The International Islamic Financial Market (IIFM) organised a workshop on its Islamic hedging and liquidity management standards, which was hosted by Clifford Chance at their London office.
The workshop was attended by more than 60 delegates from around 40 institutions, which included regulators, banks, law firms, academics and other market practitioners from UK and abroad. The participants were given detailed technical briefings on IIFM’s standards on Islamic hedging and liquidity management by leading experts in the field.
The first session of the workshop was on Islamic Hedging Standards where Ijlal Ahmed Alvi, chief executive of IIFM, gave a brief history of the development of the Islamic hedging segment, IIFM’s pioneering role and its 10 plus years of fruitful cooperation with its joint partner ISDA which has led to the publication of a complete set of Islamic hedging standards, including a master agreement, product confirmations and credit support deed.
Habib Motani, partner at Clifford Chance gave a detailed presentation on the legal aspects of the Tahawwut master agreement including a detailed briefing on key clauses such as early termination, transactions and designated future transactions, events of default and termination events, the use of Musawama etc. He also briefed the audience on the key features of the credit support deed for cash collateral developed to address the recent variation margin regulatory requirements.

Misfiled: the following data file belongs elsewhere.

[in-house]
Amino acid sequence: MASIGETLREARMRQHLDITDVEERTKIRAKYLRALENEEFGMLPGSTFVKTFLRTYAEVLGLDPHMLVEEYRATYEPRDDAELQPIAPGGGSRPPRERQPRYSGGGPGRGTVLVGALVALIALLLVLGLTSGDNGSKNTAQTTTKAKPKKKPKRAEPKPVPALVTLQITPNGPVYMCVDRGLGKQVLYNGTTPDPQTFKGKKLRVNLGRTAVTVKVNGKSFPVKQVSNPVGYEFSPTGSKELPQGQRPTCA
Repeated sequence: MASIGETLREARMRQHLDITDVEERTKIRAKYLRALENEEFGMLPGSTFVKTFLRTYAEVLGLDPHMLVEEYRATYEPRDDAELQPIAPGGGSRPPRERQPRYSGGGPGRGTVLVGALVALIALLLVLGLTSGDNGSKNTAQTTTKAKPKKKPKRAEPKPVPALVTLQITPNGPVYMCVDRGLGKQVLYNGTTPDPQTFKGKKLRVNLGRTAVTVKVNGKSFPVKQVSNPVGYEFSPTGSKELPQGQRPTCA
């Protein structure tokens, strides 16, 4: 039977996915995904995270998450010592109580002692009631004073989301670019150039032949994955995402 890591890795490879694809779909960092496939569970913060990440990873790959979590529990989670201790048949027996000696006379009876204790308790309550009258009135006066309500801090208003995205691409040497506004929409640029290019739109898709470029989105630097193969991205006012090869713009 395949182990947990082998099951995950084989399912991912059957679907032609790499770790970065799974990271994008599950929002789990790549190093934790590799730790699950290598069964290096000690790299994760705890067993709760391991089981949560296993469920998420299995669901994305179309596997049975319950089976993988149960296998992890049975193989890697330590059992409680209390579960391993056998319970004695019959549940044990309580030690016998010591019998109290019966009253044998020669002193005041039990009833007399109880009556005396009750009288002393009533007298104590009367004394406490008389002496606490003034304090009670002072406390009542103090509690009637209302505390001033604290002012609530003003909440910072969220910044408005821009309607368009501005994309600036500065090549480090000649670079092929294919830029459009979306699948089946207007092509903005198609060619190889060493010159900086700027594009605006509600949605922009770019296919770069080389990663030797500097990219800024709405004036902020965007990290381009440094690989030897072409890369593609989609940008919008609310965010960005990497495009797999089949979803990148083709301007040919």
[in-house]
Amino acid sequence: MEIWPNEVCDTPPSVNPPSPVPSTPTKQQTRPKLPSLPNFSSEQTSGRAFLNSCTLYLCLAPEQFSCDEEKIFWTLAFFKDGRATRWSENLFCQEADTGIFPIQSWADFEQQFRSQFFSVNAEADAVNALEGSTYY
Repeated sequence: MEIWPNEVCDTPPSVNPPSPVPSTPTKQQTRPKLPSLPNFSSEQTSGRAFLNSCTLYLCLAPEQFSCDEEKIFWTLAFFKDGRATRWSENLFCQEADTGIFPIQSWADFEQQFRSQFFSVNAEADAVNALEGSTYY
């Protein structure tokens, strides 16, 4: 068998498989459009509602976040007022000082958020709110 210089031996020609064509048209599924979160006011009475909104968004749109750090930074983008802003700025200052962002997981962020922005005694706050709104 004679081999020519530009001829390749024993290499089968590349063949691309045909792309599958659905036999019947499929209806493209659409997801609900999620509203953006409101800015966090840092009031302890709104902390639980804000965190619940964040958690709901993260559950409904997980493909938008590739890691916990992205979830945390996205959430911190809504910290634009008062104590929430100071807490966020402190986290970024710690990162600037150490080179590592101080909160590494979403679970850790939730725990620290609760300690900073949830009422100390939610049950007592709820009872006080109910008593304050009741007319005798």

Alvi explained the working of hedging product confirmations namely those relating to Islamic Profit Rate Swaps, Islamic Cross Currency Swaps and Islamic FX Forwards, which are required to mitigate currency or rate of return mismatch risk.
Dr. Peter Werner, senior counsel at International Swaps & Derivatives Association then provided an overview of the governing law and netting provisions and the importance of the recognition of the netting of financial contracts particularly in cross-border transactions. He stressed the importance of standardised documentation and product templates for the Islamic hedging segment.